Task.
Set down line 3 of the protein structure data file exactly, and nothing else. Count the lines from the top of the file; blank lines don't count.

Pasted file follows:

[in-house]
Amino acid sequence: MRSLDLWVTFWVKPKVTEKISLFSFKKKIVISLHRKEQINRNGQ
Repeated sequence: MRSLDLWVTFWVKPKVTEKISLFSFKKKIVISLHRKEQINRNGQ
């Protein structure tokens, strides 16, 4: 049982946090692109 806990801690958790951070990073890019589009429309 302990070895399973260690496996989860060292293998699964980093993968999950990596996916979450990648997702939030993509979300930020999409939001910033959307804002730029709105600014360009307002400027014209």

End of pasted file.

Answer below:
Repeated sequence: MRSLDLWVTFWVKPKVTEKISLFSFKKKIVISLHRKEQINRNGQ